Just keep swimming – Dory, Finding Nemo
The loveable but forgetful blue fish in Finding Nemo (and of course Finding Dory) had a simple and positive outlook on life. When things get tough or rough it’s important to ‘just keep swimming’. A bit like Winston Churchill who once famously said that if you’re going through hell it’s important not to stop’.
Of course, caring for Dear Old Dad is nothing like hell, but there are plenty of rough times.
There are days when not much seems to go right. And that’s just for me – not Dad!
When I’m having a frustrating day with Dear Old Dad (or myself as a result of what I do with Dad) I usually text my sister #justkeepswimming. Sometimes this is done with fingers stabbing at the keys or jaw clenched; more often with a wry smile. Yesterday was one of those days:
7 am – get to my PT (pretty much the only exercise I get each week due to chronic pain situation in my stupid feet). On the drive there, I calmly ponder the day ahead – before I go home I shall call into Dad’s place to change the dressing on his leg ulcer. This now has to be done only every three days instead of daily, and I had cancelled the daily visit from the Anglicare nurses only last week. The rest of the day stretched ahead of me. Monday is my day for not going out again once home – a day for ‘getting stuff done’. At the moment I am still working part time until my replacement starts and I am anticipating a good start to the week.
7.30 am. Regular three ring call from Dad to let me know he is alive and up and about. Three rings and he hangs up unless he needs to talk to me. I realise I wait with bated breath to not hear the fourth ring.
8.05 am. Phone call from Dad while I am in the car on the way home.
“Where are you”
“I’m in the car on my way home”
“But you said you’d be here at 8”
“No darling, I said I would be there at 8.15; that you should get into the shower at 8”
“I’m sure you said you would be here at 8”
“Well I’ll be there as quickly as I can”
*remind self to make sure that he actually hears what I say when making arrangements.
8.15am Get to Dad’s house, right on time. Notice his wound is leaking through the dressing. Prepare dressing tray and take off old dressing. See his ankle is very red and angry looking and quite damp. Then notice a not so nice odour coming from his ankle. Take photo of wound. Clean wound and put new dressing on. Make light of what I saw.
8.30am Go home. Send a photo to the wound nurse at the vascular specialist to ask if she thinks it is not right.
8.40am. Phone call from Dad. Reminds me that I was meant to call the physio to make an appointment for him at a time convenient to me.
8.45am Call physio and make appointment for Friday at 8am. Make cup of tea while on phone.
8.50am start working and I am on fire! Kick a few goals in a short space of time. Regrettably forget to drink cup of tea.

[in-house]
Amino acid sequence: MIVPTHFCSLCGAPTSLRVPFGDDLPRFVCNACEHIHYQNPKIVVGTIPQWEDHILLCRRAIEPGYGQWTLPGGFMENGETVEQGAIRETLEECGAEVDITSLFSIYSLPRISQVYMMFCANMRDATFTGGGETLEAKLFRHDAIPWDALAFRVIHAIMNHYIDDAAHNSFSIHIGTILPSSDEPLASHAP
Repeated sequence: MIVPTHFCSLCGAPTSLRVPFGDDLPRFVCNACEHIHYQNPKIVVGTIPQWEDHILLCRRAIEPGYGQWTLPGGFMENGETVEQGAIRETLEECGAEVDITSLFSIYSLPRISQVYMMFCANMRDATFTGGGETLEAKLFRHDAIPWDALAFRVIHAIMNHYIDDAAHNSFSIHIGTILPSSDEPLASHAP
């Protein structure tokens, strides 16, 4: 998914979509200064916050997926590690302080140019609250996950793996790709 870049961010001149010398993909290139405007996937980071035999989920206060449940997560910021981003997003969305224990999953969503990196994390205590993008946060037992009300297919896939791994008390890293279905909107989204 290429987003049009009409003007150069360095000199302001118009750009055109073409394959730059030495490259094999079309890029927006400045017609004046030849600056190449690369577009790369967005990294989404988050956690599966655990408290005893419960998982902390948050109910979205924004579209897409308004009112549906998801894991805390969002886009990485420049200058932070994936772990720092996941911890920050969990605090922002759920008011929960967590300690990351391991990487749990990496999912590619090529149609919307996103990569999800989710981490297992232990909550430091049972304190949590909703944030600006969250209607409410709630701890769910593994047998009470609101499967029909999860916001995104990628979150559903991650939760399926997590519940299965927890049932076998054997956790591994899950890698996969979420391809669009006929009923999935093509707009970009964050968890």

11 am Telephone call from nurse at vascular clinic. She tells me it looks infected and to get him to the doctor asap for antibiotics and immediately put the previous wound dressing on; the one that needs changing daily. Take a deep breath.
11.10am Call GP and make appointment for 3.15 (earliest they could do). Also call vascular specialist to make appointment for this coming Wednesday, just in case.
11.30am Back to Dad’s place to tell him I have to change the dressing again. The wound and the skin around it look even worse in the three hours that have passed. Change dressing according to the daily routine from the last three months and say a silent prayer that we won’t have to do this for the next three months.
11.40am Go home. Work some more.
1.00pm Go to my own appointment for deep tissue treatment for chronic foot pain. It hurts. A lot.
1.35pm Eat an entire packet of red frogs. Not helpful.
2.55pm Collect Dad for the doctor. He is not happy he can’t see his regular doctor and I hide my annoyance because it is the only doctor who is available and he is lovely, kind, concerned and respectful. He thinks the infection has come from the adhesive from the new dressing, pulling on Dad’s thin skin. The nurse comes in and finds a new dressing to stay on until Wednesday when he sees the specialist.
3.20pm Go to chemist for antibiotics.
3.35pm Drive back to his house and have a cup of tea. I have thankfully remembered to put his dinner in the car in a small esky. It’s a small win for organisation skills and cooking enough food the night before for leftovers.
4.00pm Back home bit more work at my desk.
5.30pm Wonder if I could have some wine but don’t because I am doing Febfast and am committed and I would not be able to give myself a star on my star chart. Yes, really , I have a star chart. But at this moment I am hating Febfast.
6.00pm. Start preparing dinner for my own family, wine glass full of diet lemon lime and bitters in hand.
7.30pm Collapse in a heap on the couch and remind myself to #justkeepswimming.
In the words of Scarlett O’Hara, tomorrow is another day.